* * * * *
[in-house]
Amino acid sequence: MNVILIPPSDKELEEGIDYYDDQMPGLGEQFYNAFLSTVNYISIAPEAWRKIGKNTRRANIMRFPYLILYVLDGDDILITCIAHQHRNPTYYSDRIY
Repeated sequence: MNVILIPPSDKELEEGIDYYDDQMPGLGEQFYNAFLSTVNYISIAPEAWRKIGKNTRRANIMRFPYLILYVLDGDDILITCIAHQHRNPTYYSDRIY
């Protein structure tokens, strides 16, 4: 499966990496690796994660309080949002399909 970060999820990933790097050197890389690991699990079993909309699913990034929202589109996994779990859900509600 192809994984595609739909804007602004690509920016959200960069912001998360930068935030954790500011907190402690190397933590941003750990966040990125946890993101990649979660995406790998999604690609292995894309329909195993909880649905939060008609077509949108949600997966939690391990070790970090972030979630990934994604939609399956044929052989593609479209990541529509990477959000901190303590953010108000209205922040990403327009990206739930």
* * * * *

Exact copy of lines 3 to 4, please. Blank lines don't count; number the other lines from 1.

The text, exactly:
Repeated sequence: MNVILIPPSDKELEEGIDYYDDQMPGLGEQFYNAFLSTVNYISIAPEAWRKIGKNTRRANIMRFPYLILYVLDGDDILITCIAHQHRNPTYYSDRIY
């Protein structure tokens, strides 16, 4: 499966990496690796994660309080949002399909 970060999820990933790097050197890389690991699990079993909309699913990034929202589109996994779990859900509600 192809994984595609739909804007602004690509920016959200960069912001998360930068935030954790500011907190402690190397933590941003750990966040990125946890993101990649979660995406790998999604690609292995894309329909195993909880649905939060008609077509949108949600997966939690391990070790970090972030979630990934994604939609399956044929052989593609479209990541529509990477959000901190303590953010108000209205922040990403327009990206739930």